The Smokehouse, Annapolis, Maryland

We went over to Annapolis to spend a Friday night with Sue and David Boyd, Michael’s parents and our, or Ella’s, co-grandparents, and to try out the Smokehouse, a barbecue place that also has live music on Fridays.

The Smokehouse has a sports bar ambience, with lots of televisions.  I got excited when I saw a card on the table advertising dollar oysters on Friday nights.  As it turned out, they had sold out of the measly 30 dozen they had ordered.  That was both a disappointment (I didn’t get any oysters) and a harbinger: any place that only orders 30 dozen oysters for a happy hour has some skills missing.

Undaunted, we set about ordering.  David started us off with a Korean barbecue quesadilla, which he graciously shared with me, and Nancy and Sue each ordered salads.   The salads were nice and fresh.  The quesadilla was good — interesting and very tasty.

Feeling duty-bound to try everything, I ordered a three-meat plate with brisket, pork, and ribs, with greens and fried corn.  The place was pretty dark, and I took the picture with a flash.

smokehouse mine.JPG

David and Sue wisely shared a la carte orders of pork and ribs, which they divided onto separate plates.  Here’s one of the plates.  As you can see, they ordered greens.

smokehouse d and s.JPG

Nancy ordered the smoked chicken with brussels sprouts and green beans.

smokehouse chicken

I ordered way too much food, but I avoided overeating because much of it wasn’t very good.  On the bright side, the pork wasn’t bad.  It had a touch of actual smoky flavor, and the Smokehouse’s tangy white sauce helped to moisten it and to bring out the pork flavor.  We all agreed that the pork is safe to order.  (Besides the good white sauce, the Smokehouse also has a too sweet mustard sauce, a too sweet unlabeled (Memphis?) sauce, and a Kansas City sauce sweet enough to send a passer-by into a diabetic coma.)    And Nancy’s chicken was not bad at all.  It was not dried out and it had been well seasoned.

The brisket, on the other hand, was as dry as I’ve ever seen, and as bereft of flavor as moisture.  One bite was enough.  Actually, one look was enough, but I took a bite anyway.  What I do for my muse.  The ribs were promisingly tender in the center, but the edges had been heat-tempered roughly to the firmness of a baseball bat.  The flavor of the edible portions was obscured by an ultra-sweet sauce that the Smokehouse had slathered on with enthusiasm.

The sides had some pluses and minuses.  On the minus side the brussels sprouts and string beans had been overcooked a bit, but the beans had an interesting spice mixture and were tasty.  Being from the South, I don’t value crispness in vegetables as much as some folks, and I liked them.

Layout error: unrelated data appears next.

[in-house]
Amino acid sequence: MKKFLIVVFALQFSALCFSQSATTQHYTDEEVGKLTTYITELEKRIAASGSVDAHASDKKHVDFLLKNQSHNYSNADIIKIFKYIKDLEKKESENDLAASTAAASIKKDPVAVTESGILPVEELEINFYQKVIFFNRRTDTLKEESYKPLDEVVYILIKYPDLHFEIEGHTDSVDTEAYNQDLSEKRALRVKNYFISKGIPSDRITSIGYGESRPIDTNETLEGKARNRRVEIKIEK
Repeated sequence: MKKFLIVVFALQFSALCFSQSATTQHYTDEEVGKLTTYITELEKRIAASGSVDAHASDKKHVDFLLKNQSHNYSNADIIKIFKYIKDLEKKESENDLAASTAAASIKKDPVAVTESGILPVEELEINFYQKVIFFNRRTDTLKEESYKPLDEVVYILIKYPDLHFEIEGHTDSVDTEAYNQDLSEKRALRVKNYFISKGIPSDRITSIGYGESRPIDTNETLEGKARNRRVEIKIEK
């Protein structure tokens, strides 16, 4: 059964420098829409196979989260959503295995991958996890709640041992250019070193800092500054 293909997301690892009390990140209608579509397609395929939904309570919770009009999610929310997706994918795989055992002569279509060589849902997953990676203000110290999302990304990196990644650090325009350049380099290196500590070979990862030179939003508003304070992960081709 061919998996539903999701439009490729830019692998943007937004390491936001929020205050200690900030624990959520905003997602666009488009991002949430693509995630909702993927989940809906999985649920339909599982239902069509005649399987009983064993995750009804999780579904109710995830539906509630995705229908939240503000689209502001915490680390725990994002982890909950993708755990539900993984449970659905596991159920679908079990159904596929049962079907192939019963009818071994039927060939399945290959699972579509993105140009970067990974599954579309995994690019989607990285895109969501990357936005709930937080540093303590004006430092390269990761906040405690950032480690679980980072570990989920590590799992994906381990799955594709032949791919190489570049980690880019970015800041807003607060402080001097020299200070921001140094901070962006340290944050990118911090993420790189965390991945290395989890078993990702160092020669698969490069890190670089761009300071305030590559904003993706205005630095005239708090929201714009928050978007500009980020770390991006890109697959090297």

On the plus side, I really liked the greens.  They were good, honest collard greens, cooked with pork.  I had ordered some cornbread to go with them.  The cornbread actually wasn’t cornbread but a wheat bread with a little corn meal.  It tasted okay — after all, it was bread — but it fell short as a vehicle for the pot likker.

The fried corn was a surprise.  Since they were on the same menu as greens and since we weren’t at a state fair, I blithely assumed they would be Southern style corn off the cob fried/creamed in a cast iron skillet.  Silly me.  It was two half-cobs of corn that had been breaded and deep fried.  Here they are, larger than life.

smokehouse corn

I was kicking myself for ordering it until, after moping a while, I decided to try it.  It was delicious.  The corn was very fresh, obviously local, and, unlike each and every bit of restaurant corn on the cob I have ever eaten, it had not been overcooked.  And the breading was very light and properly seasoned: someone in that kitchen really knows what they’re doing.  The fried corn was a star.  If you go there, get the corn.

We had come for the music as well as the food.  The band was late getting started.  When they did get going, they opened with, of all things, a Neil Young song.  In a barbecue place!  Not blues.  Not country.  Not Motown.  Where were they raised?  Actually, it was hard to tell what they were playing because the drummer banged away on his drums so fiercely that you couldn’t hear much else.  Their second song was a Paul McCartney song from his Wings period.  (Years ago — a good 20 years — I was walking down the street behind some teenagers and overheard one say, “Did  you know Paul McCartney was in another group before Wings?”  Honest.)  By the end of the second song, we felt drummed out, and headed home.

But really, it was a great evening.   We enjoy being  with the Boyds.  They’re really interesting and fun people.  When two people get married, there’s always talk about uniting two families.  Usually, that’s just talk.  Recently I’ve heard a couple of sad stories of in-law friction.  We’re lucky.  There’s no jockeying about where the kids will spend holidays.  We all get together and enjoy each other.  And I was struck, later, by the fact that we had gotten together without Michael and Liza and Ella.  I wonder how often that happens with co-grandparents.

Even with some disappointing barbecue, my life is a series of blessings.



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